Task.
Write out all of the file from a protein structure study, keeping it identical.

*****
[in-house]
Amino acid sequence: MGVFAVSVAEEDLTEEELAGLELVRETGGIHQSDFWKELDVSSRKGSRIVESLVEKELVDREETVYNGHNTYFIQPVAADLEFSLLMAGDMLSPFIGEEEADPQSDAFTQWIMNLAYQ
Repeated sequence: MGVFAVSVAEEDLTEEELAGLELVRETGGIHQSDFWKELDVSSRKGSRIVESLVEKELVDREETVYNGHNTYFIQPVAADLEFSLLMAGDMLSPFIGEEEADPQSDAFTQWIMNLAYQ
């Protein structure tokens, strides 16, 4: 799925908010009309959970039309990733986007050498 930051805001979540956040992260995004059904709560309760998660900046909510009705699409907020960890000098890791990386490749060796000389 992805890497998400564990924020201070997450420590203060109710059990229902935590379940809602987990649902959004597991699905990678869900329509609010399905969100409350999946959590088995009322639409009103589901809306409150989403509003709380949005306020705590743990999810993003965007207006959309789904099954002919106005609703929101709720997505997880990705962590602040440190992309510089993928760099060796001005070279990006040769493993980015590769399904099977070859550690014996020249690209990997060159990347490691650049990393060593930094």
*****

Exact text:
[in-house]
Amino acid sequence: MGVFAVSVAEEDLTEEELAGLELVRETGGIHQSDFWKELDVSSRKGSRIVESLVEKELVDREETVYNGHNTYFIQPVAADLEFSLLMAGDMLSPFIGEEEADPQSDAFTQWIMNLAYQ
Repeated sequence: MGVFAVSVAEEDLTEEELAGLELVRETGGIHQSDFWKELDVSSRKGSRIVESLVEKELVDREETVYNGHNTYFIQPVAADLEFSLLMAGDMLSPFIGEEEADPQSDAFTQWIMNLAYQ
């Protein structure tokens, strides 16, 4: 799925908010009309959970039309990733986007050498 930051805001979540956040992260995004059904709560309760998660900046909510009705699409907020960890000098890791990386490749060796000389 992805890497998400564990924020201070997450420590203060109710059990229902935590379940809602987990649902959004597991699905990678869900329509609010399905969100409350999946959590088995009322639409009103589901809306409150989403509003709380949005306020705590743990999810993003965007207006959309789904099954002919106005609703929101709720997505997880990705962590602040440190992309510089993928760099060796001005070279990006040769493993980015590769399904099977070859550690014996020249690209990997060159990347490691650049990393060593930094």